http://github.com/tmarble/kspsig


Configuring caff
----------------

Configuring caff to use a strong hash algorithm for signatures
is a little tricky... If you haven't already please consider
adding "cert-digest-algo  SHA512" to ~/.gnupg/gpg.conf and then
insure caff uses your default GnuPG config file as follows:
$ mv ~/.caff/gnupghome/gpg.conf ~/.caff/gnupghome/gpg.conf.old
$ ln -s ~/.gnupg/gpg.conf ~/.caff/gnupghome/gpg.conf

You can verify the caff signature preference with:
$ grep cert-digest-algo ~/.gnupg/gpg.conf ~/.caff/gnupghome/gpg.conf
/home/USER/.gnupg/gpg.conf:cert-digest-algo SHA512
/home/USER/.caff/gnupghome/gpg.conf:cert-digest-algo SHA512
$

Note: SHA512 isn't strictly necessary.  In the future
the GPG default will be SHA256 (see last URL below).

Apparently the default caff(1) behavior is a _feature_
(see link to bug #527944 below).

It may be wise to review photo UID's before signing
with caff(1) by using this little wrapper function (you can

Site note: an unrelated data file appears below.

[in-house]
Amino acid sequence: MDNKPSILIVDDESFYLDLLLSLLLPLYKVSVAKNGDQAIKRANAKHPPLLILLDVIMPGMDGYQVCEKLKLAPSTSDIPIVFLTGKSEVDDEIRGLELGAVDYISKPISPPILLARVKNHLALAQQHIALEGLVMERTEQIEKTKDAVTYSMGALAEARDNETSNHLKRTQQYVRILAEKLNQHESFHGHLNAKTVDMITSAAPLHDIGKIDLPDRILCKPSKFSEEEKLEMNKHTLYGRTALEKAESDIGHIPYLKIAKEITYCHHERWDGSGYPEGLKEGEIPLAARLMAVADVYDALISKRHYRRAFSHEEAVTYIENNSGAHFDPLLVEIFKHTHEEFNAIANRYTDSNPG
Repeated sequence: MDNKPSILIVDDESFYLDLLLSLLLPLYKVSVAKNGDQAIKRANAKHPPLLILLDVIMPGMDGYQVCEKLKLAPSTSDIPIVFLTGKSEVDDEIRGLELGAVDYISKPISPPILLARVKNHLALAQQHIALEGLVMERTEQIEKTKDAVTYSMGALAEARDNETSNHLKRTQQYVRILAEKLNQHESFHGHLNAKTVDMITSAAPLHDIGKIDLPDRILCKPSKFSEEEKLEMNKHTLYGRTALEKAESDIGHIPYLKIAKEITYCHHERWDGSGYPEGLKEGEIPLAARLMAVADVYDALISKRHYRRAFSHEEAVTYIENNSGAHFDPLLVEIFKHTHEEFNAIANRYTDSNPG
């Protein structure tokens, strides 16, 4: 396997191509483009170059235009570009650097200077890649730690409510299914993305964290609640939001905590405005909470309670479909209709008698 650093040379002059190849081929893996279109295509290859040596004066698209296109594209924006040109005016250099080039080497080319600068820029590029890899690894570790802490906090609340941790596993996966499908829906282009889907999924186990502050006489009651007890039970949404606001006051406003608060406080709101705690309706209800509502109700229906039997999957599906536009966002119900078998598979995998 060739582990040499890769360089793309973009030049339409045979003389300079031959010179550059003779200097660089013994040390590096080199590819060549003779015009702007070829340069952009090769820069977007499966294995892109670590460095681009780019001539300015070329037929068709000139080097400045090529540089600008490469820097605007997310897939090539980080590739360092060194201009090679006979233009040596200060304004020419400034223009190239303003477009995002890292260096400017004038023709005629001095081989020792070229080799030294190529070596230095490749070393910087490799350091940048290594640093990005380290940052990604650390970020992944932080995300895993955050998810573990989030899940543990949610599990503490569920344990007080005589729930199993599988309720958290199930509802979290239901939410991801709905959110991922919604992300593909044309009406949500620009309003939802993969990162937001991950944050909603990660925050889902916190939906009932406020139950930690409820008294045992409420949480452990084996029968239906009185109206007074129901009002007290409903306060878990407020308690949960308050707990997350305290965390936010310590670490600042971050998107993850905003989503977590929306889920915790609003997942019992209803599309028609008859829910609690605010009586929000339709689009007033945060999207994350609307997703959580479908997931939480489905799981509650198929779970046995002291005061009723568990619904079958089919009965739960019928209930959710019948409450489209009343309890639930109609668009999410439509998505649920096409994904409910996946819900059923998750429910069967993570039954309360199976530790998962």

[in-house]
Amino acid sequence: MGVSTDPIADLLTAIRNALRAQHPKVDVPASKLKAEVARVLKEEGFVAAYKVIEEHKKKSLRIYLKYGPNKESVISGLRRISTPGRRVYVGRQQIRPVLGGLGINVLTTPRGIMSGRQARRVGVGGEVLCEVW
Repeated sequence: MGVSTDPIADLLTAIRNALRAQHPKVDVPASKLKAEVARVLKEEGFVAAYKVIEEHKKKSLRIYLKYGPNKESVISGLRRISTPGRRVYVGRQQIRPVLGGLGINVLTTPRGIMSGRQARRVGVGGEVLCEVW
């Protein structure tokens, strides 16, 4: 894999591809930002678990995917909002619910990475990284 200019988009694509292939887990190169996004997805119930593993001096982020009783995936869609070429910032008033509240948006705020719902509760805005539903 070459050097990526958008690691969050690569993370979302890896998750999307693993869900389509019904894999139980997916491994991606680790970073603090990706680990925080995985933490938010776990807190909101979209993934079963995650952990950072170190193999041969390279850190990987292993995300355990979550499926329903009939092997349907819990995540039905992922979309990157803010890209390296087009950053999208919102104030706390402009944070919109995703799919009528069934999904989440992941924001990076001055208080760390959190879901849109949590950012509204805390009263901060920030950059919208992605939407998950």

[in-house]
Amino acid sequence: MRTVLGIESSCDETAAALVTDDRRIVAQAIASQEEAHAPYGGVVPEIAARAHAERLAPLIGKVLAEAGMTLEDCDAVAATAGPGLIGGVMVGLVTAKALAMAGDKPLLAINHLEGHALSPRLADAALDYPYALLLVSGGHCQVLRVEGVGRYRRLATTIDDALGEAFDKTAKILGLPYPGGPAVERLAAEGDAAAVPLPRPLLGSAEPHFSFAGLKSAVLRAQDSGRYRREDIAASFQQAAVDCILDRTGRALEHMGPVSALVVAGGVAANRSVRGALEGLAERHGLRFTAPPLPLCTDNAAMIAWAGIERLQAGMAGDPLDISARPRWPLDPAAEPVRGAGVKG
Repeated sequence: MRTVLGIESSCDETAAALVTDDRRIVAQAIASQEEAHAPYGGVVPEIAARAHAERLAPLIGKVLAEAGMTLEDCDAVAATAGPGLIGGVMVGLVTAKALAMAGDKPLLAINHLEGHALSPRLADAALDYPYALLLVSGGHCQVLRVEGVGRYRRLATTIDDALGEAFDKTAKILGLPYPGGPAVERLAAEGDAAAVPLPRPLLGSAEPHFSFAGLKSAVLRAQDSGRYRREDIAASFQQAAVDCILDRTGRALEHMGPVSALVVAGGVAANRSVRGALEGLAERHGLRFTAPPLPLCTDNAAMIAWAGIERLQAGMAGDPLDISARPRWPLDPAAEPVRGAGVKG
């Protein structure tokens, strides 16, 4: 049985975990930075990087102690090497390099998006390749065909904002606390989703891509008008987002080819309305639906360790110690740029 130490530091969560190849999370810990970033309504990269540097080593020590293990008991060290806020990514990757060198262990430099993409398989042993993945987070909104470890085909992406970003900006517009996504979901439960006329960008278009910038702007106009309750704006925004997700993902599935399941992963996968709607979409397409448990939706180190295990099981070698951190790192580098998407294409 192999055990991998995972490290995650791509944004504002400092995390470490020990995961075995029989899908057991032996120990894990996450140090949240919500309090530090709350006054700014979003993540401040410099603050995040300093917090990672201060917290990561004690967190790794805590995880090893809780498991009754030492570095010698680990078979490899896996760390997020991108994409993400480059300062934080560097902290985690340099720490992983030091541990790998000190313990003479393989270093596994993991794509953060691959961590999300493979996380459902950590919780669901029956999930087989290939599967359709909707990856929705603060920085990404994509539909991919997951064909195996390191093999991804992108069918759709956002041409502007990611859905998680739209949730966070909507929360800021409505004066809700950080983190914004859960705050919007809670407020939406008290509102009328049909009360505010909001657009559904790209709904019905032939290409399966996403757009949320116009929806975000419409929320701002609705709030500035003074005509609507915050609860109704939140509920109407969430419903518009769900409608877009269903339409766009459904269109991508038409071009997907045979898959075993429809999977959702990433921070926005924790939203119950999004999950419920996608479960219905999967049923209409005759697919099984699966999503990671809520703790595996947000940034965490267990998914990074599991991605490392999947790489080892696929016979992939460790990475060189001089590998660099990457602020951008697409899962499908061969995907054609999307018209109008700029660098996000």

define it in your ~/.bashrc and don't forget to install xloadimage
or some other gpg --photo-viewer):

function tcaff() {
  echo "=== show photo UIDs ==="
  if ! gpg --list-options show-photos --list-keys $1 ; then
    gpg --recv-key $1
    gpg --list-options show-photos --list-keys $1
  fi
  echo "=== sign key $1 ==="
  caff $1
}


Fixing weak signatures
----------------------

Once you have caff configured for a strong signature algorithm
you may be asked to re-sign some keys.  Here is an approach:

1. Delete the weak signature(s) on your signature (caff) keyring
   (e.g. you signed 0xDEADCAFF with SHA1):

  $ gpg --homedir=~/.caff/gnupghome --secret-keyring ~/.gnupg/secring.gpg --no-auto-check-trustdb --trust-model=always --edit-key 0xDEADCAFF
  gpg> uid 1
  gpg> delsig
  gpg> save

  NOTE: if you signed multiple uid's for that key will need to
  select and delete the signature for each.

2. Re-sign with caff

   $ caff --no-download 0xDEADCAFF

3. Verify the new signature

   $ kspsig --outgoing 0xDEADCAFF